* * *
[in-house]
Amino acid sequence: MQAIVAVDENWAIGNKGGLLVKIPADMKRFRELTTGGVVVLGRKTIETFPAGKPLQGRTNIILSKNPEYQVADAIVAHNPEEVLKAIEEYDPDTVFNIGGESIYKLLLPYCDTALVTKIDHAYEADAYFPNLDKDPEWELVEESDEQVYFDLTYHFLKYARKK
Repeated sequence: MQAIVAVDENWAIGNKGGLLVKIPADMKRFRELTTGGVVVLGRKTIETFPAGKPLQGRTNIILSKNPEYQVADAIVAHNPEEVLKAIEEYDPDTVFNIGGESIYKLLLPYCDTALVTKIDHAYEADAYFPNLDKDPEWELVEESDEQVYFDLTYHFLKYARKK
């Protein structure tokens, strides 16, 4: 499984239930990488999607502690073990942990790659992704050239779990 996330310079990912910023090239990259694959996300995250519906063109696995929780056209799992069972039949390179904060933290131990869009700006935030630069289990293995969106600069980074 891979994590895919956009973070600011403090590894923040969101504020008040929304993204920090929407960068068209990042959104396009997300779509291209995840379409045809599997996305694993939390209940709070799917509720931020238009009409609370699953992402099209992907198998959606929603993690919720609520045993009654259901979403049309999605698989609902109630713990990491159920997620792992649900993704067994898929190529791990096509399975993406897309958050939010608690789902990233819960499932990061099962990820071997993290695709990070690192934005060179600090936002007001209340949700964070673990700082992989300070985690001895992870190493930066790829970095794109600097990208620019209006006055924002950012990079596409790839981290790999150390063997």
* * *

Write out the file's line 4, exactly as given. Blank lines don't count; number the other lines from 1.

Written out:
């Protein structure tokens, strides 16, 4: 499984239930990488999607502690073990942990790659992704050239779990 996330310079990912910023090239990259694959996300995250519906063109696995929780056209799992069972039949390179904060933290131990869009700006935030630069289990293995969106600069980074 891979994590895919956009973070600011403090590894923040969101504020008040929304993204920090929407960068068209990042959104396009997300779509291209995840379409045809599997996305694993939390209940709070799917509720931020238009009409609370699953992402099209992907198998959606929603993690919720609520045993009654259901979403049309999605698989609902109630713990990491159920997620792992649900993704067994898929190529791990096509399975993406897309958050939010608690789902990233819960499932990061099962990820071997993290695709990070690192934005060179600090936002007001209340949700964070673990700082992989300070985690001895992870190493930066790829970095794109600097990208620019209006006055924002950012990079596409790839981290790999150390063997």